Cyclone Nargis and general knowledge.

LEDCs- types of jobs-possessions are tangiable-houses less well designed- no electronic warning devices- few monitoring stations (tracking systems)-word of mouth.

11

Describe the advantages and difficulties for people of living on a river delta. You should refer to a delta which you have studied. (7)

The Ganges Delta.

ADS
temps abover 20 - Rich soil and plentiful water - farming.
Selling allows development of textiles industry.
Mangrove swamps and the delta - tourism
Fishing of shrimps - eat and sell.

DISADS
tropical storms -destroy farms-damage embankment-flooding-loss of fresh water-loss of possessions/food supplies.
2004 killed 800 people
Difficult and expensive to transport goods across the delta.
isolated in monsoon season

12

Explain the causes of an earthquake which occurred in a named area which you have studied. (7)

The Kobe Earthquake (Japan)
caused by 2 plate boundaries jerking past each other and a sudden movement caused vibrations which then travelled up through the earths crust and shook Japan.

13

For an area you have studied, describe the benefits and problems of living near the coast. (7)

The Queensland coast of Australia.

Benefits- sand and gravel extraction-jobs
- ports like cairn- fishing -jobs
- barrier reefs, beaches and cliffs -tourism
- 200 cruise ships dock each year-jobs- 5 billion dollars generated from tourism.

Disads- damage to properties by tropical storms(2011-150,000 no elec-50% flooded)
- building on sea front- coastal erosion- may lead to less toruists.

14

Many people live in areas where earthquakes are likely to occur. Explain why people still live in a named area which you have studied which experiences earthquakes. (7)

Kobe-
regular drills- buildings withstand earthquakes
well paid jobs
not enough money to move
imports cheap-good quality of life
jobs are plentiful at large ports and distribution centres.
flat land provides areas to build industry

15

Name an area of tropical desert which you have studied. Describe and explain the main features of its climate

The Sonoran desert.

Temperature
Rainfall (rainshadow effect)

16

For a named example of an earthquake which you have studied, describe its short-term and long-term impacts. (7)

The Kobe Earthquake (Japan)

SHORT TERM
-fires
-worries about after shocks
-people need food and medical attention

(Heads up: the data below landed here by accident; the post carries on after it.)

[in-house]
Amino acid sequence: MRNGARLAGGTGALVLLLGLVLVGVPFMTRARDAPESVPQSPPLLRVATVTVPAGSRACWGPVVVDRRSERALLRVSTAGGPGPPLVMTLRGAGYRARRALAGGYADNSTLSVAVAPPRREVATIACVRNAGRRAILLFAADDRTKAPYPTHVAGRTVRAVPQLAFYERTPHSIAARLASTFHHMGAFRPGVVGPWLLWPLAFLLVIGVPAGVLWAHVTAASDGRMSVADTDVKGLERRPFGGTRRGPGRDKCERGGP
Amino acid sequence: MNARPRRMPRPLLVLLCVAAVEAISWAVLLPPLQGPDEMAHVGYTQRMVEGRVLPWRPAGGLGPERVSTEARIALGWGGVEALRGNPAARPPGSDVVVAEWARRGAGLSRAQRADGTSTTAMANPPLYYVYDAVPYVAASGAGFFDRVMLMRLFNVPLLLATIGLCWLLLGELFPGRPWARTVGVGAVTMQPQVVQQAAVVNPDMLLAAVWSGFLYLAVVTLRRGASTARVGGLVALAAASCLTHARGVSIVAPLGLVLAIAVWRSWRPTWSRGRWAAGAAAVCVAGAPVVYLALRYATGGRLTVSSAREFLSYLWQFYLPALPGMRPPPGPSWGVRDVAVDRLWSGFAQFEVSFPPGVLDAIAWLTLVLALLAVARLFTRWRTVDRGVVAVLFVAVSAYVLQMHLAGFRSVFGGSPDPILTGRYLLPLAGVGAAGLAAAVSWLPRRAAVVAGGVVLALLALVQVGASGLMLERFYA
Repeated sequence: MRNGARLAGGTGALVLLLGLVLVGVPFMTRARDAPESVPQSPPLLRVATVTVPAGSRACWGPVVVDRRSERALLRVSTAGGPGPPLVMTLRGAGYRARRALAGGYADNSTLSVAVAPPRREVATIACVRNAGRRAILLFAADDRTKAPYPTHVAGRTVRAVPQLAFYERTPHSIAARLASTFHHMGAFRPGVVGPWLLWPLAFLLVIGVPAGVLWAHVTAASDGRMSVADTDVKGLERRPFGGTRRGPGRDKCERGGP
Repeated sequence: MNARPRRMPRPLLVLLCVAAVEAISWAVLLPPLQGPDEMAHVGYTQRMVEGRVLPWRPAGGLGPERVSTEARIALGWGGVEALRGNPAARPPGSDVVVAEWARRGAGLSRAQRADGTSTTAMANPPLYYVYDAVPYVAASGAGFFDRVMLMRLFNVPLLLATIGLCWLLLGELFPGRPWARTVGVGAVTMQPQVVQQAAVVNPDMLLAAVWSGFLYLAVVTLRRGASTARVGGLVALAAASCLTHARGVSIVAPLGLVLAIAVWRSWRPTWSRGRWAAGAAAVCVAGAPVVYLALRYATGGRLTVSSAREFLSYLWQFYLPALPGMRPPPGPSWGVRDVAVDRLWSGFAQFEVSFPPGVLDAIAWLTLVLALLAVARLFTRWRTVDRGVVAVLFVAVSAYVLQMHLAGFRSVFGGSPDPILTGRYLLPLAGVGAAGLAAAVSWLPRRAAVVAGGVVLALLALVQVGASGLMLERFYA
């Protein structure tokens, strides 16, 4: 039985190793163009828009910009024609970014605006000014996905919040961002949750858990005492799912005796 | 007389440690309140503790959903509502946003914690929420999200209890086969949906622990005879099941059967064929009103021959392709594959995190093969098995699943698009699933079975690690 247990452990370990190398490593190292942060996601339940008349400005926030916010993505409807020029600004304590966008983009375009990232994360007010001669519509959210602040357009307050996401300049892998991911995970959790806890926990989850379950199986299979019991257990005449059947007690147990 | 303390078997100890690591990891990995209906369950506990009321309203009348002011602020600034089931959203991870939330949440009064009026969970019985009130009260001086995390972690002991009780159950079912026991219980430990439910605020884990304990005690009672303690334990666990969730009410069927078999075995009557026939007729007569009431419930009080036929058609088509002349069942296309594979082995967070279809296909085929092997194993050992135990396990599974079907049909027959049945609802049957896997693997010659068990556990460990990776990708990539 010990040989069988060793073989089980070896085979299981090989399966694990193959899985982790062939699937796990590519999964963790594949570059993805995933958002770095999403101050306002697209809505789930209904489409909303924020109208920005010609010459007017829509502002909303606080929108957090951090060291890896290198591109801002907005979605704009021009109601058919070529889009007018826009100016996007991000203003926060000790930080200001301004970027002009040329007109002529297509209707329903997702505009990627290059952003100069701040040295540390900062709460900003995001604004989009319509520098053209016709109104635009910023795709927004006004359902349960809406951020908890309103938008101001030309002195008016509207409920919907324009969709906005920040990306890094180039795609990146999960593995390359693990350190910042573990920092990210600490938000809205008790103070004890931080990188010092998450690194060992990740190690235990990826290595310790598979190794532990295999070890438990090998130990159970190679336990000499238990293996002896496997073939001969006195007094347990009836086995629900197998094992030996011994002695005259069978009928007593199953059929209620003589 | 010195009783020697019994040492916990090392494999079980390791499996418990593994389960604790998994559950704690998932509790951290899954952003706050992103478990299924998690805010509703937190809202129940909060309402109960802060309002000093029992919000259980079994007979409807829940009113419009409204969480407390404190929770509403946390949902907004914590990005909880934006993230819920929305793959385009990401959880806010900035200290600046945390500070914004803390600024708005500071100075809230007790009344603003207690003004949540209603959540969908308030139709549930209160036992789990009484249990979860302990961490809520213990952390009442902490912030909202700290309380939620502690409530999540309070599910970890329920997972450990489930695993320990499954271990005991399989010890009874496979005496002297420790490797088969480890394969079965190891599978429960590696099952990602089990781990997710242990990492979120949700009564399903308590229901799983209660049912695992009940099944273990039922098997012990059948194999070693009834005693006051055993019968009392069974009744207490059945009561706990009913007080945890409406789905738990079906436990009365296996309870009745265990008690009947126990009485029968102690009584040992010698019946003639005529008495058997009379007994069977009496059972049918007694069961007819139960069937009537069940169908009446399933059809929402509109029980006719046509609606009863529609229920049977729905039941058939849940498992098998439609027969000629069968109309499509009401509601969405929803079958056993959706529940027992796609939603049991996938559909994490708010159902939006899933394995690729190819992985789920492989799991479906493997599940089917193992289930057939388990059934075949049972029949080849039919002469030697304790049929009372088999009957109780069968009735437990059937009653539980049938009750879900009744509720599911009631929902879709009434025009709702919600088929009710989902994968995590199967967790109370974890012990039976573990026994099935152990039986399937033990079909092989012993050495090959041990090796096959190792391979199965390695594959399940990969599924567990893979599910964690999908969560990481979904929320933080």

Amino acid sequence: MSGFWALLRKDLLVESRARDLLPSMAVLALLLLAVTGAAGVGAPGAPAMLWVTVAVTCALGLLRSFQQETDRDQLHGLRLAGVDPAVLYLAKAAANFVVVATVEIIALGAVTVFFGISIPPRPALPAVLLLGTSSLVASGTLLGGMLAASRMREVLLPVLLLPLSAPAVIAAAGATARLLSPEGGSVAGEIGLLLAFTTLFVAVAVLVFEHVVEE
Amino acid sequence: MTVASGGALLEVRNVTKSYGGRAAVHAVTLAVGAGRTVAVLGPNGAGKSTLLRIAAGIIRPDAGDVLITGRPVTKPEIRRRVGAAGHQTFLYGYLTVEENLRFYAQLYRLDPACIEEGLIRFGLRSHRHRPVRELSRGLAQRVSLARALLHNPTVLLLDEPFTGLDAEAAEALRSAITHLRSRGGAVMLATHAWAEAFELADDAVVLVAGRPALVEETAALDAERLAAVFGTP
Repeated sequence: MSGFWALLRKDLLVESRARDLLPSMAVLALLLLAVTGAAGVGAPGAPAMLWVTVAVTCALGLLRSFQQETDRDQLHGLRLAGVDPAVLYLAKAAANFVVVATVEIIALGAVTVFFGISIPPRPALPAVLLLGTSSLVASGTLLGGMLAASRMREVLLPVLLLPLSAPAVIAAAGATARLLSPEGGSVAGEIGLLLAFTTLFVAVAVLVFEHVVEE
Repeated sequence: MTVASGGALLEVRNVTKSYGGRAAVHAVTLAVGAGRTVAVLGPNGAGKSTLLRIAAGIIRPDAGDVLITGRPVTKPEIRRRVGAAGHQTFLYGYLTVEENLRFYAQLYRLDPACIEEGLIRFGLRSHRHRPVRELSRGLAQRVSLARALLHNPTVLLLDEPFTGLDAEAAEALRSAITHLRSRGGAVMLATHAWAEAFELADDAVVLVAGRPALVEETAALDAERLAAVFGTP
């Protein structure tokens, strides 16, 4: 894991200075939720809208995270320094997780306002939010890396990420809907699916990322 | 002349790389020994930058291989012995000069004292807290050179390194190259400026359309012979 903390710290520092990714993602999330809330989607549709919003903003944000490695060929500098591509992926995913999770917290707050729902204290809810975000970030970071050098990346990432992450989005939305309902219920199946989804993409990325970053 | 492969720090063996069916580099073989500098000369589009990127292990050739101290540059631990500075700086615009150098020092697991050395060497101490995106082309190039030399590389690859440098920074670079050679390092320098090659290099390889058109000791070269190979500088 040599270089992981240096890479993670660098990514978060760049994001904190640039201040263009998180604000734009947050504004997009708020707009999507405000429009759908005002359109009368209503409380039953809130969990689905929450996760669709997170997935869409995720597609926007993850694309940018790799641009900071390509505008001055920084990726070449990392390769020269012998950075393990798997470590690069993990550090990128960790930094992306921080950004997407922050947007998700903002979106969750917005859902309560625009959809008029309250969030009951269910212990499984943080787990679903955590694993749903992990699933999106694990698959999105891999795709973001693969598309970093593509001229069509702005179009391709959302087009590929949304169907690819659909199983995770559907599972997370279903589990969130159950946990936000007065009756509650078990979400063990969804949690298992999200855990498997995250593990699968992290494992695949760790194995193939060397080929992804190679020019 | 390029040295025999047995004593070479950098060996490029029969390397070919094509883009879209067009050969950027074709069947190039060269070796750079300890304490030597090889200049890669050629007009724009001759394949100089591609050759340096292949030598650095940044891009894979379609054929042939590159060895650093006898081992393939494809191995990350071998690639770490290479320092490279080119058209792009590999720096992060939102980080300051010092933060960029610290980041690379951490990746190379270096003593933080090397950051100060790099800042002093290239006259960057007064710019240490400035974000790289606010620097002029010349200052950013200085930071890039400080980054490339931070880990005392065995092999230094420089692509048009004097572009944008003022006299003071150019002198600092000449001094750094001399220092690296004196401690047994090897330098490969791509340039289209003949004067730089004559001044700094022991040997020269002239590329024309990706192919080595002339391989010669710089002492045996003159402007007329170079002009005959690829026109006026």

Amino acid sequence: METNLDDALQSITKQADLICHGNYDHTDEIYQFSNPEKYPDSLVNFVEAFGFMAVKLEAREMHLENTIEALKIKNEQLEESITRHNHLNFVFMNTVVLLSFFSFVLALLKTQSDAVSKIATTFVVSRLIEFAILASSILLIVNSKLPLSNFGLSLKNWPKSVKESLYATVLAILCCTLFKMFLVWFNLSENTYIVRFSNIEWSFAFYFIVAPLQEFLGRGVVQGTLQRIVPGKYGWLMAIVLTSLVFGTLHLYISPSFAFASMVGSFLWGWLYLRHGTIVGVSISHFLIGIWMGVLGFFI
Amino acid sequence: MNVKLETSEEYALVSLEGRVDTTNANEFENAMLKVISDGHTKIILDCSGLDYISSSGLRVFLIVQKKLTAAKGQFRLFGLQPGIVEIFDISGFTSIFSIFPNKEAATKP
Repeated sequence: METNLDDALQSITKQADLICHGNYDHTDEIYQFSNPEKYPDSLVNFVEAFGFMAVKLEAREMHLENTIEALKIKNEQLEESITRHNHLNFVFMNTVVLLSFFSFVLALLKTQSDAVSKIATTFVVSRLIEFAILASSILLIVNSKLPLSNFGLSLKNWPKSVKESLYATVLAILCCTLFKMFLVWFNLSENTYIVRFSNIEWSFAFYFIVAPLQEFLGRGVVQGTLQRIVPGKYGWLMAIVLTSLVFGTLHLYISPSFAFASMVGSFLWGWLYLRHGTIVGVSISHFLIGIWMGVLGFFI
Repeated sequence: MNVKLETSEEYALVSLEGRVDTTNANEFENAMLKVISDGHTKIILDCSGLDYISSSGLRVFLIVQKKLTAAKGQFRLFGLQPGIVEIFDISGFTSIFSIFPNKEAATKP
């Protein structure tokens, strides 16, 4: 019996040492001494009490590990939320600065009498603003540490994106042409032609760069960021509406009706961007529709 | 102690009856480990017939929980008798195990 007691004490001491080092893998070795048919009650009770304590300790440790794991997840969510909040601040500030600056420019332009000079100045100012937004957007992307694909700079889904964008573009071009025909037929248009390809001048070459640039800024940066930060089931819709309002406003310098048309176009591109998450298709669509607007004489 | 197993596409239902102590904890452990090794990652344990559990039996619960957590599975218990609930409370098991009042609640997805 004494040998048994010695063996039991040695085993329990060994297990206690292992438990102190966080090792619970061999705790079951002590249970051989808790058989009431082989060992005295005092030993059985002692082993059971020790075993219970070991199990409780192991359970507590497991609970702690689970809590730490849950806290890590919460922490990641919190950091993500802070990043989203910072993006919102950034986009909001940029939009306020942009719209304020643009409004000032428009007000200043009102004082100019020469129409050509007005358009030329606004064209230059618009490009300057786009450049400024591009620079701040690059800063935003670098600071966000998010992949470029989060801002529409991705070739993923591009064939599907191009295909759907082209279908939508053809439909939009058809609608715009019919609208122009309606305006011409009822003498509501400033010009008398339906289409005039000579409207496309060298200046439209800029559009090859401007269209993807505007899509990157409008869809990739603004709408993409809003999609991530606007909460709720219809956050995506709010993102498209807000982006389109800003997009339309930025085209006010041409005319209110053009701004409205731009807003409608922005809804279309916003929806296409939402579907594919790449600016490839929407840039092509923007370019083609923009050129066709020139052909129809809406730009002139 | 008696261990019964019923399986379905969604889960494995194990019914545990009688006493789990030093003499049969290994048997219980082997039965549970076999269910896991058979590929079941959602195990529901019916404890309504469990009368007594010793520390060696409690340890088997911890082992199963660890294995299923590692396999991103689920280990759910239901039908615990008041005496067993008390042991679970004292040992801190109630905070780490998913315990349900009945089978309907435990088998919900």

-people need rescuing
-orphans need looking after

LONG TERM
-rebuilding of homes and infrastructure
-redevelopment of some building
-reconfigure building specifications
-courses to get back to work
-rehabilitation for injured
-counselling for orphans
-tsunami warning system
-disaster management plans

17

Explain how and why coastal sand dunes have formed in a named area which you have studied. You may use a labelled diagram or diagrams in your answer. (7)

Sefton sand dunes.
Strong SW winds from Irish sea pick up sand at low tide.
As onshore wind meets strand line velocity drops.
Reduced velocity-less energy-deposition of sand.
Sand builds up- colonised by sea couch, further reduction in velocity- greater deposition.
Sand gets higher and forms Yellow dunes-marram grass starts to grow.
Sand dunes mover in land.
Sefton sands is 22km long and in some parts 500m deep.

18

What are the 3 types of carol reefs

FRINGING REEF
-circle coastline or islands
-protected by further out barrier reefs
-inhabitants suited to low energy wave environments
BARRIER REEF
-separated from land by a lagoon
-older and wider than fringing
-can follow continental coastlines
ATOLL REEF
-rise from submerged volcanoes
-confined to submerged islands

19

Name an area which you have studied where a coral reef has formed. Describe the conditions which have led to its formation. (7)

The Great Barrier Reef (Australia).

Coral polyps are invertebrates they build and make skeletons of limestone (calcium carbonate) around them selves they do not leave and new coral build on top of dead polyps.

is 2000km long has about 2900 individuals reefs.

TROPICAL SEA CONDITIONS
WARM WATER between 23 and 25 .
CLEAR SALTWATER
NO POLLUTION no sediment
SHALLOW no more than 50m deep
SUNLIGHT aids photosynthesis and allows coral to grow.

usually located between 30 N and S of the equator.

20

Explain how a tropical storm might form (7)

Cyclone Nargis

-occur between 5 and 20 degrees of the equator
-develop over ocean areas where temps are over 27 and water is at least 60m deep
-sea heats air and it rises rapidly
-in the northern hemisphere air spins anticlockwise due to the rotation of the earth
-rising air causes pressure to drop more
-more moist warm air drawn in so wind speeds increase.
-cyclone = 120 km/h
-winds in upper atmosphere then control movement.

It hit the South of Myanmar on 3 may 2008